Punk Legend John Doe Presents at AFS Cinema
The L.A. to Austin transplant on acting: "I want to be sideways!"
"Howe Gelb says that I'm the Lee Marvin of punk rock!" laughed John Doe, Austin resident of two years and most notable for leading definitive L.A. punk band X. "And I call Howe the Warren Oates of punk rock."
No word on what acting skills Arizona-based singer-songwriter Gelb may possess. But since an uncredited cameo as "Door Guy" in Susan Seidelman's Smithereens (1982), the 66-year-old Doe's seemingly been first-call for roles Harry Dean Stanton was too old to play in the Eighties and Nineties. Ironic, considering they worked together on 1987's Slam Dance. "It was an eye-opening experience, in many ways," Doe said. "I felt like I was being left in the dust by Harry Dean [but] I felt lucky to be working with him, because he was a hero of mine. He would also do this very strange thing: He'd mouth your lines as you said them! Very disquieting! 'What the fuck are you doing?! Can you please stop that!'"
When not getting psyched out by Stanton, Doe's excelled at portraying downbeat, working-class characters haunted by a life lived hard. He's the best thing about Jerry Lee Lewis biopic Great Balls of Fire, as The Killer's cousin/bassist J.W. Brown. He oozed barely controlled heartbreak as an abandoned husband in Boogie Nights. Allison Anders couldn't have cast anyone better to play country music founding father A.P. Carter in Ring of Fire (a role Doe jokes he got "because I can sing!"). Soon he'll assume Edmund O'Brien's role as a dead man walking in a remake of 1949 noir classic D.O.A.
Doe enjoys acting for the challenges it offers that music may not. "X doesn't scare the shit outta me anymore. But it's a good thing to be sideways and not sure you're going to get there. If everyone looks around when something's done and says, 'Yeah. Cool!' you have at least a 60/40 chance of it turning out. If everyone's looking around afterwards, and you're going like, 'Uh oh. Uhhh, was that any good?' 'Yeah, yeah, yeah! I think so!' Then the movie comes out and it's terrible. Then you think, 'Y'know, my intuition was telling me...'"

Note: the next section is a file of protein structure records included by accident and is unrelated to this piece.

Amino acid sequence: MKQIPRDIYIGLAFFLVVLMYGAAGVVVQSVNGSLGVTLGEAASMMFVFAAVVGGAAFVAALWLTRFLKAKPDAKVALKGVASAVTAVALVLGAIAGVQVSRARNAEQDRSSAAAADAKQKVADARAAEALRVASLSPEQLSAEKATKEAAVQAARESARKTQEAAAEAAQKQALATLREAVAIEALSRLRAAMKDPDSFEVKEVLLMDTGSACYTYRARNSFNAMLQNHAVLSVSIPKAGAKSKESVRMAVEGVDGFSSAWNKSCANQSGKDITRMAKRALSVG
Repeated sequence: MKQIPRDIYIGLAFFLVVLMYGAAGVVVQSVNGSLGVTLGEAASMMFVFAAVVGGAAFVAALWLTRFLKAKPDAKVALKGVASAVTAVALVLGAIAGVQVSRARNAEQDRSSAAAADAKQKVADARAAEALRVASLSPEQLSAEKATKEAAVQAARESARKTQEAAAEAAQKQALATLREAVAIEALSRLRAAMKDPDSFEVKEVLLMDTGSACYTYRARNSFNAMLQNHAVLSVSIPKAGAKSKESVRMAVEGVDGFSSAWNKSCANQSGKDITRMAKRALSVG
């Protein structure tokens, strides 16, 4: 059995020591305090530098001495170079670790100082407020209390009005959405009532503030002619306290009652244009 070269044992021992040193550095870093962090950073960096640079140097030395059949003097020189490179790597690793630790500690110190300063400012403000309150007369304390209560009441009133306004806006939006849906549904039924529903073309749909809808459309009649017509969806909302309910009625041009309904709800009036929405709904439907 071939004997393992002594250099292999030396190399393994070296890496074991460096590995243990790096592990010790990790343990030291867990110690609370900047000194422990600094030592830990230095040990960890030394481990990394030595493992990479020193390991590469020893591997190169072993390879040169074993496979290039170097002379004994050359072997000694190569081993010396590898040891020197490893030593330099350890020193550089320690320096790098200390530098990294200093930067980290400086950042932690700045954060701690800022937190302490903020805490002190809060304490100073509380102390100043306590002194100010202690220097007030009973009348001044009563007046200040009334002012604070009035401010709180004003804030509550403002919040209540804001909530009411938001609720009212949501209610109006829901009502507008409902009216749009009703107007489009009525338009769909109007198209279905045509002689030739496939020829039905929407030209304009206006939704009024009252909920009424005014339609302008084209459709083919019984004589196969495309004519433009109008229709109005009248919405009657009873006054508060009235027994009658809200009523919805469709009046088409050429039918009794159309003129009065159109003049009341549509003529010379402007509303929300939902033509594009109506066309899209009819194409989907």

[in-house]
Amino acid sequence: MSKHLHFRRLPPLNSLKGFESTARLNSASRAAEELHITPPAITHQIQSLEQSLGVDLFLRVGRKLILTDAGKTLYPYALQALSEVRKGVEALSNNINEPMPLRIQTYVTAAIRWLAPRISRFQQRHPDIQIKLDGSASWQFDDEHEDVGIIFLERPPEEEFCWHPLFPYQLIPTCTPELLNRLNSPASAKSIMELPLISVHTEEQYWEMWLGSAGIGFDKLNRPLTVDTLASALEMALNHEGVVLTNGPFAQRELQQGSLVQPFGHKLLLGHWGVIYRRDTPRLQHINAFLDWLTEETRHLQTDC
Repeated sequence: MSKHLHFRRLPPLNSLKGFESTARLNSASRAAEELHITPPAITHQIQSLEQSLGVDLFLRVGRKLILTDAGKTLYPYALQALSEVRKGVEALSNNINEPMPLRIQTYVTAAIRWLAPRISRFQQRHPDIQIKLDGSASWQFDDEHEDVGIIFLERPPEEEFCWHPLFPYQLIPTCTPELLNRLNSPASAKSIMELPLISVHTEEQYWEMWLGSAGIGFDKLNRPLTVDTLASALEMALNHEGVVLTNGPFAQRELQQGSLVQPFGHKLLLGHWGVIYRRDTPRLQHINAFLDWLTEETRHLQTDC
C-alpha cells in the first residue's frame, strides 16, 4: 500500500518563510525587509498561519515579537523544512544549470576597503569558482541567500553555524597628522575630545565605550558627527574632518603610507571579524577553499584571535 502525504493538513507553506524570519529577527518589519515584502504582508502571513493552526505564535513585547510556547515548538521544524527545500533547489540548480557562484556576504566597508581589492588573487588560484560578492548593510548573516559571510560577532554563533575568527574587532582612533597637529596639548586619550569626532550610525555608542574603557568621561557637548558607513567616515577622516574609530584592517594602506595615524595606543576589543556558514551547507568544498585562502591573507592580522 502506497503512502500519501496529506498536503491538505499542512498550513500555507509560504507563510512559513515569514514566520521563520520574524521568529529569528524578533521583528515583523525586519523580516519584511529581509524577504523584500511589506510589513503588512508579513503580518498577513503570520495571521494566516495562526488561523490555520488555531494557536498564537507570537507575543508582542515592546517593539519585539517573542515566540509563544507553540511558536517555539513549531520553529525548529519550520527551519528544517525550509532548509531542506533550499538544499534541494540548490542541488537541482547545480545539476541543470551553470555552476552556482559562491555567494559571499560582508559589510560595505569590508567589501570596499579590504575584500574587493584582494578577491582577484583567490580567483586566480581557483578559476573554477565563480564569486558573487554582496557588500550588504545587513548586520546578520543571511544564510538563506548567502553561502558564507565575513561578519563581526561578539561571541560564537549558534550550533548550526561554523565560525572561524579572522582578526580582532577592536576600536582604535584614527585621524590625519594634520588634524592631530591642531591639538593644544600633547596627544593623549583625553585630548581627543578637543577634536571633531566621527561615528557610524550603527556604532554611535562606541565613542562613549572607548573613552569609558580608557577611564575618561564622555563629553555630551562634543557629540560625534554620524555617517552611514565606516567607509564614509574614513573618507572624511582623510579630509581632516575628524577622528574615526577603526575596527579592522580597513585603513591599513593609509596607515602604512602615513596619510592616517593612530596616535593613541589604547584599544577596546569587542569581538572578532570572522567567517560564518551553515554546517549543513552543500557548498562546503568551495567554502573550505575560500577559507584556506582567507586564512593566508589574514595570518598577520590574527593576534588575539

We won't see any of those roles during the AFS series "John Doe Presents," as he hosts three films he either starred in or enjoyed: classic documentary X: The Unheard Music; 1978's reggae-drenched Rockers; and 1995's Georgia, in which he played the long-suffering bandmate of toxic junkie musician Jennifer Jason Leigh. "Georgia's a good movie," Doe insisted. "People don't get it a lotta times, and it's unfortunate. They said, 'Oh, God! Jennifer Jason Leigh isn't a real singer!' That's the point, you dumbass! Who has the guts, who has the courage to film a five-minute Van Morrison song, pretty much entirely in close-up? [Director] Ulu Grosbard and Jennifer Jason Leigh – that's it! ... When I watched it, I thought, 'I'm getting a window into every moment of this person's life. I'm the luckiest person.' I'm glad to be a part of that."
Doe will be signing and reading from the second volume of his L.A. punk history, More Fun in the New World, @BookPeople, 603 N. Lamar, Sat., Aug. 3, 2pm.
John Doe Presents @AFS Cinema, 6406 N. I-35@AFS Cinema, 6406 N. I-35. Tickets and info at www.austinfilm.org.
X: The Unheard Music, Sat., Aug. 3, 7pm
Rockers, Sat., Aug. 3, 9:30pm
Georgia, Sun., Aug. 4, 4:15pm